fourthoctet = Int(fourthoctet)
Select Case 255
Case Is < firstoctet
GoTo toobig
Case Is < secondoctet
GoTo toobig
Case Is < thirdoctet
GoTo toobig
Case Is < fourthoctet
GoTo toobig
End Select
IPFROMDEC = firstoctet & "." & secondoctet & "." & thirdoctet & "." & fourthoctet
Exit Function
toobig:
IPFROMDEC = "Invalid IP Address"
End Function
``````

Hit the save button and go try it out. Put an IP address in one cell and use `IP2DEC()` to convert it to decimal. Then use `IPFROMDEC()` to convert it back.

You might think this an exercise in futility, however, this can come in handy when trying to parse out IP address blocks given CIDR notation. For example, if you wanted to calculate the starting and ending IP address for the 192.168.1.0/24 block of IP addresses, I'd have the following:

A B
1 192.168.1.0 24
2 =IPFROMDEC(IP2DEC(A1)+2^(32-B1)-1) 192.168.1.255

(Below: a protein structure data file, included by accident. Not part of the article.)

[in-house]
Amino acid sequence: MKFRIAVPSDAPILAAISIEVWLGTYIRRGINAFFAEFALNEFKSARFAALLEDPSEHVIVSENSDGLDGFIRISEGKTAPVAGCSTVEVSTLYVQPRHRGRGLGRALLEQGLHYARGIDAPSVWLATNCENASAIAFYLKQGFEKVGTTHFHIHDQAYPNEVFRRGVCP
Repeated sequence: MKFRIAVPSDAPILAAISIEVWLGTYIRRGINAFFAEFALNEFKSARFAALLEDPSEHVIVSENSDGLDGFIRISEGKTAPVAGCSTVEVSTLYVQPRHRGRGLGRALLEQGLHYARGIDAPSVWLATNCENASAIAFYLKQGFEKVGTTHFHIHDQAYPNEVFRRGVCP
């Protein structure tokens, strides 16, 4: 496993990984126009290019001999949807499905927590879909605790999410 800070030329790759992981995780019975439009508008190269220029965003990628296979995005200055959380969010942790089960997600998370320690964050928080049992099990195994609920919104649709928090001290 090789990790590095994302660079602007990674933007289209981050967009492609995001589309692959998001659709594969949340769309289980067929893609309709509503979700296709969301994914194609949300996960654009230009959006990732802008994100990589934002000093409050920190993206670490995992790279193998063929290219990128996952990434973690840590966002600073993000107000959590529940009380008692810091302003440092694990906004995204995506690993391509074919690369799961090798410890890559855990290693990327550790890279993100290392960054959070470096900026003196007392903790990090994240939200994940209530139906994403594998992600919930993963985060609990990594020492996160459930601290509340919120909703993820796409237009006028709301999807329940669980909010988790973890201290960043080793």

The result of the formula in A2 is shown in B2. This can also be very handy when trying to determine whether or not a given IP address is within a given subnet.

If you don't want to go through all the pain above, just download my add-in and install it.

Function Description Argument 1 Argument 2 192.168.15.34 10.20.30.40 335.20.30.40 142.20.30.40
IP2DEC Converts from dotted decimal to decimal 3232239394 169090600 Invalid IP Address 2383683112
#VALUE!
IPNetwork Returns the network number given an IP address and mask 24 192.168.15.0 10.20.30.0 Invalid IP Address 142.20.30.0
IPIsInSubnet Determines if the given IP address is within the given subnet 192.168.0.0 16 TRUE FALSE FALSE FALSE
IPGetOctet Returns the octet specified (1-4) 3 15 30 Invalid IP Address 30